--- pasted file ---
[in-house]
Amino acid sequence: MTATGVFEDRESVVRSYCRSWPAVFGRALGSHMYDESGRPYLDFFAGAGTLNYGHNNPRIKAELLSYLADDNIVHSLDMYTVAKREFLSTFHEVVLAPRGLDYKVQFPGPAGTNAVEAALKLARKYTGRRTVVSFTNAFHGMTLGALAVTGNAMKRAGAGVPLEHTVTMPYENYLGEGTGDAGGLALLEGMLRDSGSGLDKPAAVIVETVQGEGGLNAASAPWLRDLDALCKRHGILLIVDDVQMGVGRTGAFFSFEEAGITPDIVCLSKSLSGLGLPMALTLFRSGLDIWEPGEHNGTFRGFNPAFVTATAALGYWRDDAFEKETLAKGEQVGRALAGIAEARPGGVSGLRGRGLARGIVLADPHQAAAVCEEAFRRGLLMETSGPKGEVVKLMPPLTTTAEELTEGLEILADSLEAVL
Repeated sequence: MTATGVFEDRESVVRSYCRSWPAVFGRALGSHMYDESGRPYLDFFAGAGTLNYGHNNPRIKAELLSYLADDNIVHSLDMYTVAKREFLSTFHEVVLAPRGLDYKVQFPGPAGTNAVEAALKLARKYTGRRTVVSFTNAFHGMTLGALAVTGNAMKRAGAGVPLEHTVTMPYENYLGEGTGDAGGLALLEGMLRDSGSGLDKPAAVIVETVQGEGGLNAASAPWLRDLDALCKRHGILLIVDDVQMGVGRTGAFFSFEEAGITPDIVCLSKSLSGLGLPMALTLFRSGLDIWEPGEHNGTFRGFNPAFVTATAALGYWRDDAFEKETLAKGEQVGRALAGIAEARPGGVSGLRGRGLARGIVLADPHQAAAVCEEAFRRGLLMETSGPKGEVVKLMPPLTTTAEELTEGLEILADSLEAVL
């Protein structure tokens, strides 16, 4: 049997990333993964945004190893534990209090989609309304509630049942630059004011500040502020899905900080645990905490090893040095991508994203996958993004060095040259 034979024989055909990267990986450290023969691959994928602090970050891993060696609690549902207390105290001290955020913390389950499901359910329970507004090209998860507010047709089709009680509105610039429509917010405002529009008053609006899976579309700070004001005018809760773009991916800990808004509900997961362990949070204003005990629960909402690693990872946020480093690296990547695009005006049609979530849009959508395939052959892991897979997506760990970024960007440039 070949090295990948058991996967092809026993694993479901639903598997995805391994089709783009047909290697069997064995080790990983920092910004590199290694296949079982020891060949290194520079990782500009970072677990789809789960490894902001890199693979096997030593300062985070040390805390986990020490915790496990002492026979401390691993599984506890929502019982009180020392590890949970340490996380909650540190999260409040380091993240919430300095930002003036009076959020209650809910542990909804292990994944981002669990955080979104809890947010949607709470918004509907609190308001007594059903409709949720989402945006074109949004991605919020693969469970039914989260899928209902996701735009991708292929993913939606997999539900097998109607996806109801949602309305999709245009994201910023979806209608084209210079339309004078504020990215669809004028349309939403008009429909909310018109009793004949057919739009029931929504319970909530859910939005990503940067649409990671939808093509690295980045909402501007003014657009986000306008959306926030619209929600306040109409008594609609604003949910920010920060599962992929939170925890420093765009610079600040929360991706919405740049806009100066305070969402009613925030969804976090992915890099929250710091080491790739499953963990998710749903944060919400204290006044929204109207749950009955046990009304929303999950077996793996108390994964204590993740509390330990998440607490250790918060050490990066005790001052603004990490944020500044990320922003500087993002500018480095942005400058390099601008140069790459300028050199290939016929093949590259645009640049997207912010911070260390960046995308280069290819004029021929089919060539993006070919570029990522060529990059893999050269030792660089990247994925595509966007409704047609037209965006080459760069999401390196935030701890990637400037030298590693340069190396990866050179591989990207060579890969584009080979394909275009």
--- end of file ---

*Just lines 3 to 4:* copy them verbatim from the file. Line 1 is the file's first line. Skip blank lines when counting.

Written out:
Repeated sequence: MTATGVFEDRESVVRSYCRSWPAVFGRALGSHMYDESGRPYLDFFAGAGTLNYGHNNPRIKAELLSYLADDNIVHSLDMYTVAKREFLSTFHEVVLAPRGLDYKVQFPGPAGTNAVEAALKLARKYTGRRTVVSFTNAFHGMTLGALAVTGNAMKRAGAGVPLEHTVTMPYENYLGEGTGDAGGLALLEGMLRDSGSGLDKPAAVIVETVQGEGGLNAASAPWLRDLDALCKRHGILLIVDDVQMGVGRTGAFFSFEEAGITPDIVCLSKSLSGLGLPMALTLFRSGLDIWEPGEHNGTFRGFNPAFVTATAALGYWRDDAFEKETLAKGEQVGRALAGIAEARPGGVSGLRGRGLARGIVLADPHQAAAVCEEAFRRGLLMETSGPKGEVVKLMPPLTTTAEELTEGLEILADSLEAVL
């Protein structure tokens, strides 16, 4: 049997990333993964945004190893534990209090989609309304509630049942630059004011500040502020899905900080645990905490090893040095991508994203996958993004060095040259 034979024989055909990267990986450290023969691959994928602090970050891993060696609690549902207390105290001290955020913390389950499901359910329970507004090209998860507010047709089709009680509105610039429509917010405002529009008053609006899976579309700070004001005018809760773009991916800990808004509900997961362990949070204003005990629960909402690693990872946020480093690296990547695009005006049609979530849009959508395939052959892991897979997506760990970024960007440039 070949090295990948058991996967092809026993694993479901639903598997995805391994089709783009047909290697069997064995080790990983920092910004590199290694296949079982020891060949290194520079990782500009970072677990789809789960490894902001890199693979096997030593300062985070040390805390986990020490915790496990002492026979401390691993599984506890929502019982009180020392590890949970340490996380909650540190999260409040380091993240919430300095930002003036009076959020209650809910542990909804292990994944981002669990955080979104809890947010949607709470918004509907609190308001007594059903409709949720989402945006074109949004991605919020693969469970039914989260899928209902996701735009991708292929993913939606997999539900097998109607996806109801949602309305999709245009994201910023979806209608084209210079339309004078504020990215669809004028349309939403008009429909909310018109009793004949057919739009029931929504319970909530859910939005990503940067649409990671939808093509690295980045909402501007003014657009986000306008959306926030619209929600306040109409008594609609604003949910920010920060599962992929939170925890420093765009610079600040929360991706919405740049806009100066305070969402009613925030969804976090992915890099929250710091080491790739499953963990998710749903944060919400204290006044929204109207749950009955046990009304929303999950077996793996108390994964204590993740509390330990998440607490250790918060050490990066005790001052603004990490944020500044990320922003500087993002500018480095942005400058390099601008140069790459300028050199290939016929093949590259645009640049997207912010911070260390960046995308280069290819004029021929089919060539993006070919570029990522060529990059893999050269030792660089990247994925595509966007409704047609037209965006080459760069999401390196935030701890990637400037030298590693340069190396990866050179591989990207060579890969584009080979394909275009």